Scapulohumeral rhythm is the coordinated movement that should occur between the shoulder and scapulocostal joints during all movements of the arm. Learning more about scapulohumeral rhythm will better inform your own practice, refine the biomechanical accuracy of your verbal cues and hands-on assists, and help keep your shoulder joints happy and healthy.
In the first video in this series we explored the anatomy and movements available at the shoulder and scapulocostal joints. In the second video we explored how movements of the shoulder joint should be coupled with movements of the scapulocostal joint to ensure safe, efficient biomechanics at the shoulder joint complex that will help prevent injury. In the third video we explored shoulder impingement syndrome... some of its causes and recommendations for how to prevent it. One of those recommendations was to strengthen the muscles of the rotator cuff... so in this video we review the muscles of the rotator cuff and offer a variety of ways to help strengthen them.
In subsequent videos we'll explore verbal cues and hands-on assists that might sabotage scapulohumeral rhythm within a variety of postures, and alternative cues and assists that will help support this rhythm and create more stability.
Your comments and observations are welcome. Please share with anyone whom you think might benefit!
It's a relatively common occurrence for newer yoga students to practice Urdhva Mukha Svanasana (upward-facing dog pose) without effectively mobilizing their scapulae. The result is collapsed shoulders that crowd the ears, inefficient thoracic extension, and shearing forces that create stress at the acromio- and sternoclavicular joints. Engaging the lower and middle trapezius muscles to depress and retract the scapulae will elevate the trunk, broaden the collar bones, extend the thoracic spine, open the heart and create a more skillful line of force through the clavicles into the sternum. Check out these great images from Yoga Functional Anatomy, as well as a short video clip on this subject from one of the ASFYT-3 classes!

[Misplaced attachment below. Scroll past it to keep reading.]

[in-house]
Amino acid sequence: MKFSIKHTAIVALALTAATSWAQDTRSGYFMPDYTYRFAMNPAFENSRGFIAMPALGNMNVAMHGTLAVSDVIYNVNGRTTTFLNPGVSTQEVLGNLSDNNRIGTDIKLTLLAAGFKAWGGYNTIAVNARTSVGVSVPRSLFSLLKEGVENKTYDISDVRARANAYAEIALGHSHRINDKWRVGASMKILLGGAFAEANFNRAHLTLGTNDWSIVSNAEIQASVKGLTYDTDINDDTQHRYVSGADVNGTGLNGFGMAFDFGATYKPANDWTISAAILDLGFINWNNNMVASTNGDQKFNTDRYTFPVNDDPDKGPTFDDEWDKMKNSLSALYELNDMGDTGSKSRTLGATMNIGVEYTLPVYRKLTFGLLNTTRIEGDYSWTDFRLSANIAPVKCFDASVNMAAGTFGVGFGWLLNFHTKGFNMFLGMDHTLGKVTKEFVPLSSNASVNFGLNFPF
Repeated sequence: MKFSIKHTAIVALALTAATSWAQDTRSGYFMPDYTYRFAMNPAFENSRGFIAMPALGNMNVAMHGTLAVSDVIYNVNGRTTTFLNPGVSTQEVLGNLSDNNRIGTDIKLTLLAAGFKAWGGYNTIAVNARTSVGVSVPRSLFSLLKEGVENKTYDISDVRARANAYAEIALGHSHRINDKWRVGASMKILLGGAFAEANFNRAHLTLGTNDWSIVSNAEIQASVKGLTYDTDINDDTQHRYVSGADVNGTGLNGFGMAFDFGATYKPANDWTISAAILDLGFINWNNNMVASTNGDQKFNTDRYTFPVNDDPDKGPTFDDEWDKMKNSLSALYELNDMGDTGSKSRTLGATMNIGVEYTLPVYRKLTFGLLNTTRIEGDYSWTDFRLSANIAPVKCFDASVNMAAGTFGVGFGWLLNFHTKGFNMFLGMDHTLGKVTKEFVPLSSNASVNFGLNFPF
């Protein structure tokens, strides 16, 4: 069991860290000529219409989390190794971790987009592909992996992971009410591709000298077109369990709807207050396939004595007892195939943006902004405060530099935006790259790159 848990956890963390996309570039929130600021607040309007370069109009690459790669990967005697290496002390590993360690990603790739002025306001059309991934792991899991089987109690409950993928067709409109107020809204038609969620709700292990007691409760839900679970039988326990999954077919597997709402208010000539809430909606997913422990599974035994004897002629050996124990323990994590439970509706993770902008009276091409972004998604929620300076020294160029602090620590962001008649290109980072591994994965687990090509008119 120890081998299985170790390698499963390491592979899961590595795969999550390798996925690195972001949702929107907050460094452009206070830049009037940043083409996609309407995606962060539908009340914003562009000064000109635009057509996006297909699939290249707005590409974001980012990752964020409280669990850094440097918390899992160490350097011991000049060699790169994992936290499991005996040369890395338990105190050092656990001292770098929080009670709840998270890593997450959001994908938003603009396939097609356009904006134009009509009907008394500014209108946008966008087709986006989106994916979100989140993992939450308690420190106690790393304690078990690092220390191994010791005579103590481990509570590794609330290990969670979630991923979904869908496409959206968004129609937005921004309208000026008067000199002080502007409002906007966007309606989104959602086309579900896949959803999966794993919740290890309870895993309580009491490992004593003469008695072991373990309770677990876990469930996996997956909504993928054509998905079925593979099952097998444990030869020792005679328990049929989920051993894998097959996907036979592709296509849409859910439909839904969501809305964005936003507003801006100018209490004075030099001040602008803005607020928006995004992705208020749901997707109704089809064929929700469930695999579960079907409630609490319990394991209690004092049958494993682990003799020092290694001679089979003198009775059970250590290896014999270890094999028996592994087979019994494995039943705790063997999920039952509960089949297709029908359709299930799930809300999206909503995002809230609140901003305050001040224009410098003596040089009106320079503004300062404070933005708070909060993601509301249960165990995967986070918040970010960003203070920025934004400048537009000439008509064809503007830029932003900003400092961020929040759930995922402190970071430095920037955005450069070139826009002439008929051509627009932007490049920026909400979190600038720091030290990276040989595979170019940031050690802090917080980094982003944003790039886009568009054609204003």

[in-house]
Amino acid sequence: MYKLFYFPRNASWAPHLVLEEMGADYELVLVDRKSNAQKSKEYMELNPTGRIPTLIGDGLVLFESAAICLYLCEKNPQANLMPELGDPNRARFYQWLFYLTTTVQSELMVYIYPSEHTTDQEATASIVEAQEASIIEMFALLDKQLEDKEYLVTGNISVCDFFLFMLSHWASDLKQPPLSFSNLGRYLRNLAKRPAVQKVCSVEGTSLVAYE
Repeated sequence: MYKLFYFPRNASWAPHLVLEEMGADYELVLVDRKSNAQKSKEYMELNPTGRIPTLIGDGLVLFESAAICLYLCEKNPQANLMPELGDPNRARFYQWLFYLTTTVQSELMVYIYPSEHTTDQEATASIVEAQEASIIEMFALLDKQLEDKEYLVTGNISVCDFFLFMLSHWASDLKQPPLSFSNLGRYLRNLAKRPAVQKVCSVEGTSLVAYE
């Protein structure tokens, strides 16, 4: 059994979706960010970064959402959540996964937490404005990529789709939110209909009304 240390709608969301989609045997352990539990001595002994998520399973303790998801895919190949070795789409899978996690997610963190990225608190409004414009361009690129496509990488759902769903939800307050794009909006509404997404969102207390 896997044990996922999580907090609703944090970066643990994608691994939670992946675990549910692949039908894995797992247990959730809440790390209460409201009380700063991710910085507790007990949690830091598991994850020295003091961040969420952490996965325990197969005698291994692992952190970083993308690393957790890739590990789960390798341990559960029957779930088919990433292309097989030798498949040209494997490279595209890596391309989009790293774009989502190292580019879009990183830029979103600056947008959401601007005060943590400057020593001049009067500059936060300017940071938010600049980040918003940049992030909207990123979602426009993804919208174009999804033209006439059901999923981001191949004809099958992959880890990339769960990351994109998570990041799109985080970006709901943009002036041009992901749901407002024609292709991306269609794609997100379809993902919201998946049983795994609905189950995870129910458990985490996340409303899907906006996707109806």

The day I first learned about the adductor magnus in massage school was a great day... one of those light-bulb moments that would become so common as I dove deeper into the study of anatomy. Our instructor was covering all of the muscles of the inner thigh that day - adductor this, adductor that, and I was trying to focus but it was hard because I felt like I already knew all I needed to know about the adductors, which is that they can adduct the thighs when they contract, and that you'd just abduct the thighs to stretch them. But then we got to the adductor magnus and the teacher said:
While I probably shouldn’t have favorites, I do confess to having a special fondness for the piriformis. It’s got a super cool name that just kind of rolls off the tongue (click here to hear it pronounced), it feels great to stretch it, and when it’s flexible it’ll add much more sukha to your Sukhasana (Comfortable pose) and make postures like Eka Pada Galavasana (Flying Crow) more accessible. However, if it’s tight it will limit the ability of the femur to laterally rotate within the hip joint, which has a lot of potentially not-so-great consequences (both on and off the yoga mat). By taking the time to learn more about this little muscle you’ll be able to more skillfully stretch it in your own practice and help your students find ways to safely stretch it in theirs.